Marina Rocks likes to keep moving. Just look (and listen) to the Texas singer-songwriter and guitar slinger’s latest infectious single and video Joy Ride, a life-affirming encapsulation of the sweet, simple pleasure that comes from a freewheeling journey. Not surprisingly, the track — which showcased HERE recently — forms the emotional centre of her fourth solo album Austin to Houston, which reflects on the pint-size musician’s journey from her birthplace to her adopted home. Along the way, she has led the power trio The Guppies, played major venues with rock royalty such as Aerosmith, Jethro Tull, Kansas, Deep Purple and Joe Satriani, and more recently opened for Terri Hendrix and Lloyd Maines, Joe Ely, Hayes Carll and Jesse Dayton. Today, Marina manages to sit still long enough to sprint through some of my ridiculous questions. Try to keep up:
What is your musical origin story?
I was born in Austin, Texas. My parents loved music, especially my mom. When I was about eight years old, my mom bought me a guitar and sought out teachers who offered different musical styles. I’m glad she did.
What’s your latest project?
The new album Austin To Houston, featuring the single Joy Ride.
What truly sets you apart from other artists?
I’m not sure what to say to that. We all are part of an arts community and travel similar and often difficult roads together while alone.
How will my life improve by listening to your music?
I hope it will bring joy and hope while taking a musical journey of our times.
Tell us about the first song you wrote and / or the first gig you played.
My first gig was in my school. I was an elementary student in a school with a junior high program. I was lucky the school’s junior high choir teacher saw me play, and often asked me to accompany the choir in school or on trips. The material was more challenging, which was a good thing.
What is the best / worst / strangest / most memorable performance you have given?
Not sure if it was my best performance, but a 12-minute jam with The Guppies playing an almost out-of-body version of Robin Trower’s Whisky Train still makes me smile.
Worst: I always give it my all.
Strangest: Cover band playing at a storefront car dealership.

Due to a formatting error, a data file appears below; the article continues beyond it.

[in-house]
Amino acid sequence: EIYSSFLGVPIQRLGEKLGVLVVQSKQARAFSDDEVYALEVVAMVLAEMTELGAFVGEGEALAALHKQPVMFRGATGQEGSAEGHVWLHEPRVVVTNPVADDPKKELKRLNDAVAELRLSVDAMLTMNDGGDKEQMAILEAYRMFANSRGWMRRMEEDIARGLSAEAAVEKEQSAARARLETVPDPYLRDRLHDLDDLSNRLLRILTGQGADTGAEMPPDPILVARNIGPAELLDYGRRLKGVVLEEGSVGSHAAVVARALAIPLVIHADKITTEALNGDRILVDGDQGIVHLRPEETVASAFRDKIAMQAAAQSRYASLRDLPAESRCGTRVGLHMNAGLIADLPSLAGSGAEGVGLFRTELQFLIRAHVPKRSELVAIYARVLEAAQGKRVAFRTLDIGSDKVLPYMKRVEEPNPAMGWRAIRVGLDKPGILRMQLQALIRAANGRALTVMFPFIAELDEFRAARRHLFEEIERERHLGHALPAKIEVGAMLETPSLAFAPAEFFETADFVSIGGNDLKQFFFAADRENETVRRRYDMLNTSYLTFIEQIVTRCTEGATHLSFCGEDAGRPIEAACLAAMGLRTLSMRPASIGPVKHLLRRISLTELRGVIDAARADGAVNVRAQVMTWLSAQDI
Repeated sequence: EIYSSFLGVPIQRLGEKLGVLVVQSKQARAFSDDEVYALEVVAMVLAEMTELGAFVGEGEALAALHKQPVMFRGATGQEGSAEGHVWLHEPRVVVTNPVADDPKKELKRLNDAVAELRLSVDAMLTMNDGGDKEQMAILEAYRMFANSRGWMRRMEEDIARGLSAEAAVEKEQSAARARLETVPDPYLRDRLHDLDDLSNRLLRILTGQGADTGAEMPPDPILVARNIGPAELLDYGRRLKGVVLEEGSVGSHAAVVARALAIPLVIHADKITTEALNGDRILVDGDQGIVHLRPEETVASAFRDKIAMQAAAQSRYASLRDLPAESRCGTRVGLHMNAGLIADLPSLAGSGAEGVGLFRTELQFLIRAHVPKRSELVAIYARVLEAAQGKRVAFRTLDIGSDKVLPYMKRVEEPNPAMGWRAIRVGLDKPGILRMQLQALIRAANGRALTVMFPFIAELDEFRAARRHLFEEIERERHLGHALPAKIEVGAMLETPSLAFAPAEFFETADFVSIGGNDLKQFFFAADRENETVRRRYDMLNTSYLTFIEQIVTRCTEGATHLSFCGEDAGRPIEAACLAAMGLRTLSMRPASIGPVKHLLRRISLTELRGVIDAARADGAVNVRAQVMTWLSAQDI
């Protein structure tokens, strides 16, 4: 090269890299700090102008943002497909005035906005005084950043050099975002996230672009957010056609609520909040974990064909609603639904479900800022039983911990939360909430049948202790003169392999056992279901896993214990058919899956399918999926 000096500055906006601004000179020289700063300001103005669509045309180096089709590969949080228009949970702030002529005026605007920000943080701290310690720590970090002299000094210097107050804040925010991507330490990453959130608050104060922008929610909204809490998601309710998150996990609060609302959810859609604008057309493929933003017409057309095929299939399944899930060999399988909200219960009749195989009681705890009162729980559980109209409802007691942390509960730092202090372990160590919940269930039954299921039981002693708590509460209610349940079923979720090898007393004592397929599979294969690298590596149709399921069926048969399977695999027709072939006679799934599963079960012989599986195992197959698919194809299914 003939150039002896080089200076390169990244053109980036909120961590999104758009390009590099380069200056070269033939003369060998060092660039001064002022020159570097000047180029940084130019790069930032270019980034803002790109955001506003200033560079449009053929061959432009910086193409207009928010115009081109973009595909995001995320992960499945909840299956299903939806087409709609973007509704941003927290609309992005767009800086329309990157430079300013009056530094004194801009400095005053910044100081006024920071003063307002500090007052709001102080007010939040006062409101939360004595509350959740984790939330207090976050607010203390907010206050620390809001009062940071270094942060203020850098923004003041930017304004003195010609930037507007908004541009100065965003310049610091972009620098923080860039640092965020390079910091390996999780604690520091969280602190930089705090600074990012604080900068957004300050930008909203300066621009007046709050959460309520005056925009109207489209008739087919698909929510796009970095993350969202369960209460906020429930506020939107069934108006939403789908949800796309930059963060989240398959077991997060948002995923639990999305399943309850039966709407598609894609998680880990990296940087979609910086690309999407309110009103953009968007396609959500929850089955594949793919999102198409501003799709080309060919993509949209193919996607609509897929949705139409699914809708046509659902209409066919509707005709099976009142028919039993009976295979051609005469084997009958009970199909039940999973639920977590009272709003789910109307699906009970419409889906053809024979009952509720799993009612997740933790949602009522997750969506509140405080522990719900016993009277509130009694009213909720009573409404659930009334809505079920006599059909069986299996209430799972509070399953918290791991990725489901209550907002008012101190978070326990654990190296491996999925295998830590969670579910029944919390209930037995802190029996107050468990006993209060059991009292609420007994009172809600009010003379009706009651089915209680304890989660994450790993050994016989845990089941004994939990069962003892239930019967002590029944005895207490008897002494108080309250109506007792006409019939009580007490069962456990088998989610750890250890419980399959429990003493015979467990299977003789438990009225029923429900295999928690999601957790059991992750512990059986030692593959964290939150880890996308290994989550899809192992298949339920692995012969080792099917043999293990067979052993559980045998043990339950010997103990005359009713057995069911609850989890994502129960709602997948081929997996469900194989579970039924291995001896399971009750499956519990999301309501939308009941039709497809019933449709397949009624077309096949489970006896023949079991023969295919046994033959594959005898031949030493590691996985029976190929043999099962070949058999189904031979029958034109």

Most memorable: I’m lucky there have been several favorites for me. Singing After The Fire Is Gone with Willie Nelson is a top five. Would love to do that again!
What is the best / worst / strangest / most memorable performance you’ve seen?
Best: Moody Blues, Stevie Ray Vaughn with Eric Johnson opening, Lucinda Williams’ LSD tour.
Worst: Wouldn’t be polite to say.
Strangest: Was fun, but I guess Kinky Friedman playing a 2×4.
What living or dead artists would you like to collaborate with?
Producer Dave Cobb, Lucinda Williams.
What artist or style of music do you love that would surprise people?
What words do you hope people use when they describe you?
What useful (or useless) skills do you have outside of music?
Can hang drywall.
Who can you do an impression of?
Tell us a joke.
If money was no object, where would you live?
I would travel.
What would you like to be reincarnated as?
Me. I have a lot on my unfinished list to do.
Which historical event do you wish you had witnessed?
Mother Maybelle Carter playing Wildwood Flower, or Les Paul developing his famous guitar and recording techniques.
What’s your idea of perfect happiness / total misery?
Happiness: Health, family, friends, music.
Misery: Not having the above.
What are your pet peeves?
I don’t know if it’s a pet peeve, but I wish people would read a variety of credible news sources, and less junk on social media or so-called news sources.
What would the title of your autobiography be?
If you had one day to spend as you please without any consequences, what would you do?